Mark has taught graduate level political science and sociology and has a Ph.D. in International Conflict Analysis and Resolution
The Reform Bill of 1937
American politicians are accustomed to facing opposition to their political agendas. However, few go so far as attempting to change the fundamental structure of the American government to defeat the opposition. American President Franklin Delano Roosevelt did just that in 1937 with the introduction of the Judicial Procedures Reform Bill. The bill, frequently called the Court Packing Plan, was an attempt by President Roosevelt to manipulate the makeup of the Supreme Court to secure more favorable rulings to his domestic and economic policy agendas.
This lesson will examine why the Judicial Procedures Reform Bill of 1937 was introduced, what it attempted to accomplish, and how it was intended to work.
The New Deal & Supreme Court
Franklin Delano Roosevelt became president during the height of the Great Depression. In an attempt to combat this economic disaster, which began in 1929, President Roosevelt initiated innovative legislation in an attempt to get Americans back to work. His economic recovery initiative was called the New Deal.
Normally, as is seen today in 21st-century American politics, resistance to a president's agenda is traditionally found within Congress. However, in 1937, President Roosevelt found his domestic agenda and attempts at stimulating an economic recovery thwarted not so much by Republican opposition in Congress but by the Supreme Court.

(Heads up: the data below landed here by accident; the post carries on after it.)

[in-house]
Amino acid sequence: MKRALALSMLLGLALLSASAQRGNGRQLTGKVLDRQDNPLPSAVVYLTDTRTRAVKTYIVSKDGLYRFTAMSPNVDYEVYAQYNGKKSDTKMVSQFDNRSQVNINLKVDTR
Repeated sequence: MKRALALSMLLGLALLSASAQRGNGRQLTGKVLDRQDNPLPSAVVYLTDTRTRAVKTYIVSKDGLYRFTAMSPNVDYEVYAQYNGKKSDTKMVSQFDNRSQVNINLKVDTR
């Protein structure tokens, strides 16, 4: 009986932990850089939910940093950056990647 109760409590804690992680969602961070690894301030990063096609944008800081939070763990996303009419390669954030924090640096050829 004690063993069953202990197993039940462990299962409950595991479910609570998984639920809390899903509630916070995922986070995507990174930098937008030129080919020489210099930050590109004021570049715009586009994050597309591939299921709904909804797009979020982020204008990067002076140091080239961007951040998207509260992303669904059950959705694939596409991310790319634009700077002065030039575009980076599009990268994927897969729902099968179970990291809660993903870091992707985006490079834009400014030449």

Although New Deal supporters had experienced some success to legal challenges within the Supreme Court, the Roosevelt administration remained wary of future court actions. On May 27, 1935, also known as Black Monday, the conservative-minded Supreme Court shot down three of the President's landmark economic reforms. Each was deemed unconstitutional or in violation of the tenants of the United States Constitution. The three cases that were ruled upon that day, Humphrey's Executor v. United States, Louisville Joint Stock Bank v. Radford, and Schechter Poultry Corp. v. the United States, undermined important New Deal legislation.
President Roosevelt saw these defeats, and further defeats experienced over the next two years, as personal attacks. His frustration with the Supreme Court finally led to the conclusion that if he could not win New Deal judicial challenges within the current court, he would simply change the rules.
Roosevelt & the Supreme Court
To the American public, the Supreme Court was considered to be a hallowed institution. The court was seen as containing learned men, free of political restrictions. The public understood that the court's sole purpose was to evaluate the laws proposed by the President and Congress for their suitability to the United States Constitution.
Unlike the President or the members of the House of Representatives and United States Senate, Supreme Court justices were not elected by the people. Justices were not restricted by the term limits placed upon the other two branches. Supreme Court justices, once appointed, could serve until the end of their lifetime.